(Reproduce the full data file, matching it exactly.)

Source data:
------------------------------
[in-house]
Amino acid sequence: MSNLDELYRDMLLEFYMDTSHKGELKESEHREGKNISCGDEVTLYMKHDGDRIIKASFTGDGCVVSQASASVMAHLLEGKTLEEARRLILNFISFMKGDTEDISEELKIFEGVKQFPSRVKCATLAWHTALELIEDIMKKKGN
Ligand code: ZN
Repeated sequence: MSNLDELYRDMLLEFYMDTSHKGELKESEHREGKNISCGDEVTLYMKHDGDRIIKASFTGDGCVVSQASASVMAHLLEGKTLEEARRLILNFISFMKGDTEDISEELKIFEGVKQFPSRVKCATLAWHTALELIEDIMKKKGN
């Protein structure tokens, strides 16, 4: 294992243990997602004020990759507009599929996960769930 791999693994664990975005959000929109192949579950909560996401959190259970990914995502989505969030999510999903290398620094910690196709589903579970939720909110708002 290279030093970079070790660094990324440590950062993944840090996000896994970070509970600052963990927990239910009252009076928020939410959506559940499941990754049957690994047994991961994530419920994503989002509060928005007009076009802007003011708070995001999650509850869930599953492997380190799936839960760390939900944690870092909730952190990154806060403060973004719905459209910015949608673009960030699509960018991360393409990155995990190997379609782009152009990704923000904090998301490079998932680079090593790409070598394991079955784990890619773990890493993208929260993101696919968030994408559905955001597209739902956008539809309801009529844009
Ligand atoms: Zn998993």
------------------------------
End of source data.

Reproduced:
[in-house]
Amino acid sequence: MSNLDELYRDMLLEFYMDTSHKGELKESEHREGKNISCGDEVTLYMKHDGDRIIKASFTGDGCVVSQASASVMAHLLEGKTLEEARRLILNFISFMKGDTEDISEELKIFEGVKQFPSRVKCATLAWHTALELIEDIMKKKGN
Ligand code: ZN
Repeated sequence: MSNLDELYRDMLLEFYMDTSHKGELKESEHREGKNISCGDEVTLYMKHDGDRIIKASFTGDGCVVSQASASVMAHLLEGKTLEEARRLILNFISFMKGDTEDISEELKIFEGVKQFPSRVKCATLAWHTALELIEDIMKKKGN
């Protein structure tokens, strides 16, 4: 294992243990997602004020990759507009599929996960769930 791999693994664990975005959000929109192949579950909560996401959190259970990914995502989505969030999510999903290398620094910690196709589903579970939720909110708002 290279030093970079070790660094990324440590950062993944840090996000896994970070509970600052963990927990239910009252009076928020939410959506559940499941990754049957690994047994991961994530419920994503989002509060928005007009076009802007003011708070995001999650509850869930599953492997380190799936839960760390939900944690870092909730952190990154806060403060973004719905459209910015949608673009960030699509960018991360393409990155995990190997379609782009152009990704923000904090998301490079998932680079090593790409070598394991079955784990890619773990890493993208929260993101696919968030994408559905955001597209739902956008539809309801009529844009
Ligand atoms: Zn998993």